Harry is one of my primary mentors, and the prime reason I take the time and energy to write my own blog, and the many hours I spend to share the writing of others.
Below are excerpts from Harry’s blog during November & December of 2015.
These are on subject of Relationships
(this includes suggested Lessons for Care-Partners to Learn)
… I am having an increase in not finding the words I want to say. … I’m beginning to need more time to process what you are saying … People closest to me may see the changes but don’t want to admit …
Sometimes it is safer for them to only see the bright side. – Harry Urban 2015-11/08 Tags: symptms, denial, conversatn, relat, commun
How many people really have control over their lives? I would say not many. I think I do because my giveadarn broke and I’m not going to fix it. I should worry about so many things but I don’t. My responsibilities in life are few and not worthy of worry. My dementia did this to me. It is almost like it took away my feelings of caring what is happening around me. I refuse to be involved in family squabbles and the desire to be better than someone else. It’s not a bad thing because I found a peace that is separate from the hustle bustle of everyday life. It seems all my responsibilities were handed off to the people caring for me. I miss the things I once did and regret knowing the fact I was once able to do them … but the day will come when that will pass also. – Harry Urban 2015-11/04 Tags: relat, respons, acceptance
… I have the strength within me to live with my disease.
… Your sadness over my condition only distracts me from fighting the battle within me.
… You need to grieve … but not in front of me.
I need to know that you will be ok in my passing.
– Harry Urban 2015-11/05 Tags: strength, sadness, relat
Hazel is my care partner because we indeed have a partnership. There are no secrets between us because she would never be able to care for me if I would never let her into my world and teach her what living with dementia is all about.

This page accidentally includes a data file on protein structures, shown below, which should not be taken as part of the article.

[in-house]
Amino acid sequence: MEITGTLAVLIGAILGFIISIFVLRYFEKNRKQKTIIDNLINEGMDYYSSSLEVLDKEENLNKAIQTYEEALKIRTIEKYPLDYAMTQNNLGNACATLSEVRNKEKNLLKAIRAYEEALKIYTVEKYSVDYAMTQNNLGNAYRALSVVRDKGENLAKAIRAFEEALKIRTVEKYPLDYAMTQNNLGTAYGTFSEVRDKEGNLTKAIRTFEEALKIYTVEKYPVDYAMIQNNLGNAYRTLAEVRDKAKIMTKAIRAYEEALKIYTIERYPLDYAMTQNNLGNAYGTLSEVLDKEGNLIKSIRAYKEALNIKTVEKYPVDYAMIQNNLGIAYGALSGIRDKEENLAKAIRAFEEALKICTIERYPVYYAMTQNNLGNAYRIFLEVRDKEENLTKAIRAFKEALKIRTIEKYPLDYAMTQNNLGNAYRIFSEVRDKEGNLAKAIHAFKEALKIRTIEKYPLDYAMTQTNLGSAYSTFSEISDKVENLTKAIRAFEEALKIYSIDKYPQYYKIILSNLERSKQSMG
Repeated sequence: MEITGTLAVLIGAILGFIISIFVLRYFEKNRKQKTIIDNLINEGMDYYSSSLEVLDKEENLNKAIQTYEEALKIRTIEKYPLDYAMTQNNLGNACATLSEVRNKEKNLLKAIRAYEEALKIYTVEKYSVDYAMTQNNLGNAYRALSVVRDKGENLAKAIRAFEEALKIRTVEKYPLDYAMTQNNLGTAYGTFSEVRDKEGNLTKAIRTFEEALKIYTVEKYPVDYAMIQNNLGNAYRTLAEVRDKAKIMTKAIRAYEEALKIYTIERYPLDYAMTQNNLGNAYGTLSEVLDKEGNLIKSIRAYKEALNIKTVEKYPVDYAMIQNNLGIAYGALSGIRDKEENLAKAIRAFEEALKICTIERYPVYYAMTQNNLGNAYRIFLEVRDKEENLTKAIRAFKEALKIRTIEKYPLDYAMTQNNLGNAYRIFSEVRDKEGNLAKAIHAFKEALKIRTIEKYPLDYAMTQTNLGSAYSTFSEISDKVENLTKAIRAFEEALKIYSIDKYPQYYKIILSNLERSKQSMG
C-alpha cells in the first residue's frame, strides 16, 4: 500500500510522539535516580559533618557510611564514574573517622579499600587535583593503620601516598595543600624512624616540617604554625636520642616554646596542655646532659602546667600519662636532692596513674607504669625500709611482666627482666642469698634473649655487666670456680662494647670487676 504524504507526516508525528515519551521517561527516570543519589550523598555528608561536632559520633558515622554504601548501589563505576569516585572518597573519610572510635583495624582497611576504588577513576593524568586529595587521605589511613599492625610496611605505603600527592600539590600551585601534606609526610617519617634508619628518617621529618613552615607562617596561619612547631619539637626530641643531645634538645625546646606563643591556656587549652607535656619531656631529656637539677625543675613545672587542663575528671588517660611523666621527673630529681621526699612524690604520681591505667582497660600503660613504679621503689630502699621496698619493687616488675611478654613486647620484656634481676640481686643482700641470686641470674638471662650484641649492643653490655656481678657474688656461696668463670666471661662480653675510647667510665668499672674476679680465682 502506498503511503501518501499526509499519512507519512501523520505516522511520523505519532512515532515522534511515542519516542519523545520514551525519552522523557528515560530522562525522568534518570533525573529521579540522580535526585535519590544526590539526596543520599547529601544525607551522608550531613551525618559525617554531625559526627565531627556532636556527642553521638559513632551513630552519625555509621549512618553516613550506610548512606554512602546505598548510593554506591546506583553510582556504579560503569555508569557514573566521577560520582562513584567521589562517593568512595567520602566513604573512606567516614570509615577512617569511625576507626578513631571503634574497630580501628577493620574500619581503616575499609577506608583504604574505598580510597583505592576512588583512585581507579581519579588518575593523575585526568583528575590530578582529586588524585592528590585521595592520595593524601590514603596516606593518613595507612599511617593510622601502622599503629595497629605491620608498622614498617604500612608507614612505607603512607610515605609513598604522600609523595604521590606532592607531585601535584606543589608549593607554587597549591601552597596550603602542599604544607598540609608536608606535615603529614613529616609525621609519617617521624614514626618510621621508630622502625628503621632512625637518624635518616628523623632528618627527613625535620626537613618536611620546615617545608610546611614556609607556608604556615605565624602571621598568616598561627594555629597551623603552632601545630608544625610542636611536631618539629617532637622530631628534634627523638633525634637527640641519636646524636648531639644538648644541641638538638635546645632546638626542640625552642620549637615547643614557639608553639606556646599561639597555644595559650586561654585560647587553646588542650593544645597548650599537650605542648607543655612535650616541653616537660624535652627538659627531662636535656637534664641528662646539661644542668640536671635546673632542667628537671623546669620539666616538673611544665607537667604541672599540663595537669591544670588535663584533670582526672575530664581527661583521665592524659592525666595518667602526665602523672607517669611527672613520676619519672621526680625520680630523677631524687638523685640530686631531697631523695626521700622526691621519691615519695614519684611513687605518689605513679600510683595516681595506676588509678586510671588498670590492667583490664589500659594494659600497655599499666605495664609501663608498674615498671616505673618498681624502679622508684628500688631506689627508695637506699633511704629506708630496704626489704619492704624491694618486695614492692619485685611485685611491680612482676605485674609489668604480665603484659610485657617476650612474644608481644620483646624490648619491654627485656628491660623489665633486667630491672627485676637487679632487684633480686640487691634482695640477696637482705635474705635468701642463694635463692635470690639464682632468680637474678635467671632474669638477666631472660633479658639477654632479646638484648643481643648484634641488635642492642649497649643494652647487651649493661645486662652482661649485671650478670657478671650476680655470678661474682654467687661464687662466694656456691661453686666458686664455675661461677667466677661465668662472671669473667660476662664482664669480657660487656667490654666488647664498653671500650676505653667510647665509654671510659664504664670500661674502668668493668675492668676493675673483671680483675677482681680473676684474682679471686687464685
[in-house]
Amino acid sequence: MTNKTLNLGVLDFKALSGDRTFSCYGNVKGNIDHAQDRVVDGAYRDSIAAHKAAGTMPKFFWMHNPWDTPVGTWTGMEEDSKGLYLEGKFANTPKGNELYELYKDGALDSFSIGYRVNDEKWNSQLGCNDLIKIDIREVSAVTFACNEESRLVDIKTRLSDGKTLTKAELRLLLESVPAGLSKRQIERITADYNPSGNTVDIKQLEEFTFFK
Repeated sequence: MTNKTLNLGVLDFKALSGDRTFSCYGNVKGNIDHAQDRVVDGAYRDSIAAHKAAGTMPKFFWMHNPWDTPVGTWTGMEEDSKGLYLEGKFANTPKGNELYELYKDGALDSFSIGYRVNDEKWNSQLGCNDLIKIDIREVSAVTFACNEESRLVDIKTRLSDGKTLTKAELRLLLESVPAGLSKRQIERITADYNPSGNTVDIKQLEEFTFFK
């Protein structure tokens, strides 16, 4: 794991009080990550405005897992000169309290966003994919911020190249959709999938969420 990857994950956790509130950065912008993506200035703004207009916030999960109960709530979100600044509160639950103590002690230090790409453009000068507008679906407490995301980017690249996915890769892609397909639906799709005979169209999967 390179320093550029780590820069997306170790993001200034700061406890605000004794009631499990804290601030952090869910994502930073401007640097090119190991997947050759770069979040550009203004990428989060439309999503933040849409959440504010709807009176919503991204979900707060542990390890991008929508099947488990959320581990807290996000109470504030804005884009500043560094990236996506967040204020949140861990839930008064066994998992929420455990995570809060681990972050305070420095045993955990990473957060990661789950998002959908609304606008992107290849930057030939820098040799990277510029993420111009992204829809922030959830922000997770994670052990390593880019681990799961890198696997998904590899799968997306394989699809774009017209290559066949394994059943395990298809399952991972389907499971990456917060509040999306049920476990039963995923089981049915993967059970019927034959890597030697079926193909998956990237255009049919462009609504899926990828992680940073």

It saddens me when someone tells me that the person they are caring for is unwilling to talk to them. I wonder how they care for them without knowing what is going on with them. Caring for someone is more than keeping them safe and comfortable, it is also about caring for their emotional needs. Unless we living this disease opens up to you, you will never know how to help us. Gain their trust so they are willing to share the things that scare them. Don’t analyze it, just listen and learn how they feel. – Harry Urban 2015-12/02 Tags: partnr, relat, listng, DRT
When someone with dementia gets upset, it isn’t a matter of just getting over it, the emotions may last for days. It’s like the needle gets stuck on the record and keeps repeating in our head.
The littlest of things can make us react in ways that are out of character for us. We can’t process that the argument or event is over and we need to move on. Slowly whatever upset us will fade away like it never happen.
This is when our care partners must show patience and understand that we are not trying to continue whatever upset us but unable to understand it is over. As hard as it may be, you may need to put on your happy face and help me through it. – Harry Urban 2015-12/10 Tags: symptms, conflict, relat, partnr
Every day, literally, I get hundreds of emails with most of them being some sort of junk mail but sometimes one or two may be important. I usually skim though my inbox and do a general delete because I know I’m not interest in buying what they are selling. Take for granted the three cancelation notices I got telling me that my domain mythoughtsondementia.com would be cancelled unless I paid the yearly renewal fee of $16. Now this is important to me but my general I don’t care attitude just made me delete those emails without a glance.
First thing this morning I got on my website to update it to find a message came up that mythoughtsondementia.com was available for sale. I thought, hey that’s my domain, what in the world are they doing trying to sell my domain.
I told Hazel what these goofballs were trying to do to me and she told me to relax and she will call them. She called them up and they apologized and told her about the three notices they sent me which I ignored. All was repaired and my site will be up and running within the hour.